Bring the Beach Home: Make A Sea Bath

Who doesn’t enjoy bathing in the ocean? The experience is invigorating, relaxing, and just plain enjoyable. But an ocean dip isn’t always possible, especially if you live far from the beach – or summer is over.

While it may not be able to completely replicate the experience, a home sea bath still allows you to soak up some of the benefits of the real thing.

The mineral-rich contents in seawater offer powerful benefits for beauty and health. Apparently, this isn’t a new discovery: the ancient Greeks practiced soaking in seawater hot tubs. It’s been recorded that the Greek philosopher, Hippocrates, encouraged his followers to use seawater immersion as a healing method for muscular and joint pains, and arthritis. The Greeks were also known to drink and inhale seawater for health purposes, as well as using seaweed green facials and body wraps for beauty preservation.

Related: “Great, Cruelty-Free Skincare Products”

Among the benefits associated with a sea bath are stress and tension release, skin hydration and radiation, improving blood circulation, healing arthritis, and joint pain, strengthening the immune system, and flushing out harmful toxins. All of these health advantages are due to the negatively charged ions contained in sea mist and the essential minerals found in seawater.

How To Make a Home Sea Bath

Besides the abundance of minerals in a natural sea bath, the main ingredient is salt. We know salt to be a natural preservative in food. The same can be applied to our bodies. But it’s not as simple as just tossing some salt in the tub.

Medical aestheticians recommend mixing together 1/4 cup of sea salt (or salt of choice) to a standard-sized bathtub. Fill the tub with water two degrees warmer than your body temperature, and finally, soak for a minimum of 20 minutes or longer depending on the condition of your skin and personal preference. A few drops of essential oils like lavender or peppermint can also be included.

Types of Salts

While many of the bath recipes include the use of Epsom salt, other types of specialized salts can be added. These specialized salts differ in crystal size, drying style, and origin. The main ingredient in all these salts is sodium chloride, which is also found in authentic seawater and is responsible for maintaining blood pressure, transmitting nerve signals, contracting and relaxing muscles, and maintaining the right balance of fluid in the body. So before listing the salts that can be used, let’s highlight what to avoid: iodized table salt. According to research, iodized salt has added iodine and if it is used as a bath salt, any sensitivity to iodine could cause an itch or other skin reaction. Also, when salt is iodized, its essential minerals, which our body needs, are stripped away.

In addition to Epsom salt, other salts that can be used are cooking salt, sea salt, Celtic salt, Himalayan pink salt, Dead Sea salt, and Hawaiian salt. Dendritic salt is not a naturally harvested salt but can still be used as it consists of purified sodium chloride. Each salt type differs in coarseness and mineral content, so choosing one would be based on your intended outcome.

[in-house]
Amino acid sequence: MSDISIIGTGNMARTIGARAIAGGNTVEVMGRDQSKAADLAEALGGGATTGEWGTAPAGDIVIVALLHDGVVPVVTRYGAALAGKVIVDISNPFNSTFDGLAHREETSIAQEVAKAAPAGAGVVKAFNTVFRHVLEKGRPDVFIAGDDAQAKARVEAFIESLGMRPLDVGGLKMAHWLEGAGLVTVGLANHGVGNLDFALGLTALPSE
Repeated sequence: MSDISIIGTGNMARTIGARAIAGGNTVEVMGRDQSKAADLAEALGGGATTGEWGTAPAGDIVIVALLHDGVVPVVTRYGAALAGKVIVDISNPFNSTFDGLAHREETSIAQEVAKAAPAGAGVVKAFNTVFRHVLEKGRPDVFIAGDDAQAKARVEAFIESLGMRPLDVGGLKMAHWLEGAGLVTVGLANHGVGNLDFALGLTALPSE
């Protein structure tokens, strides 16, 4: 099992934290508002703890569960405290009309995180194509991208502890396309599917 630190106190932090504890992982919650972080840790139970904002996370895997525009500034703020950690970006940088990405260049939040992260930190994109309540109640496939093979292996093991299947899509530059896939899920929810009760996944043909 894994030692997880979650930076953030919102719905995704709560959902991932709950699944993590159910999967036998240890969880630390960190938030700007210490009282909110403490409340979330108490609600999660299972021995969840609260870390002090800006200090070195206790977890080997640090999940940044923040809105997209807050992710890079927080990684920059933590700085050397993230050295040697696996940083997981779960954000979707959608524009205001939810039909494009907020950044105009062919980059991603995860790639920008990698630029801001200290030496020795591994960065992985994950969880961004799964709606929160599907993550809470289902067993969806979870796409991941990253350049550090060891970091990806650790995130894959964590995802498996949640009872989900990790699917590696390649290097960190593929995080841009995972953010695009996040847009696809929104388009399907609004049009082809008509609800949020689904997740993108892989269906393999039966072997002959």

For example, Himalayan salt, one of the oldest and purest forms of salt, contains magnesium, potassium, calcium, and iron and is known for alleviating tension and stress. Epsom salt, one of the more frequently used bath salts, is high in magnesium and sulfate and is scientifically proven to relieve sore and stiff muscles, relieve stress, treat constipation, and detoxes the body.

A Quick Recap

Bath salts are convenient because they encompass the richness of the sea without getting sand in your toes! There are a variety of colors, sizes, and origins to choose from; the more natural, the better. Remember to avoid salts that are iodized or refined, as the natural minerals are removed and may result in a harmful skin reaction. Get the most out of your bath salt experience by adding in your favorite essential oils for added relaxation.

All in all, when done correctly, bath salts are an age-old practice that still proves effective to this day. It’s a great way to relax, recharge, and reboot your immune system. Even when you can’t get to the “real” ocean.

-Akil Dathorne

Photo by Miley Moore on Unsplash


Other Posts You Might Like

I'm a freelance writer who takes pleasure in learning new things and everyday growth. Though I'm no vegan or die-hard green-energy enthusiast, I do believe in healthy eating and exercise to maintain a balanced lifestyle as well as a genuine concern for the environment and society. However large or small, I'll continue doing my part to provoke thought and enlighten minds. Hope I my contributions can impact your life in a positive way. Be blessed!!

0 comments on “Bring the Beach Home: Make A Sea Bath

Leave a Reply (and please be kind!)

%d bloggers like this: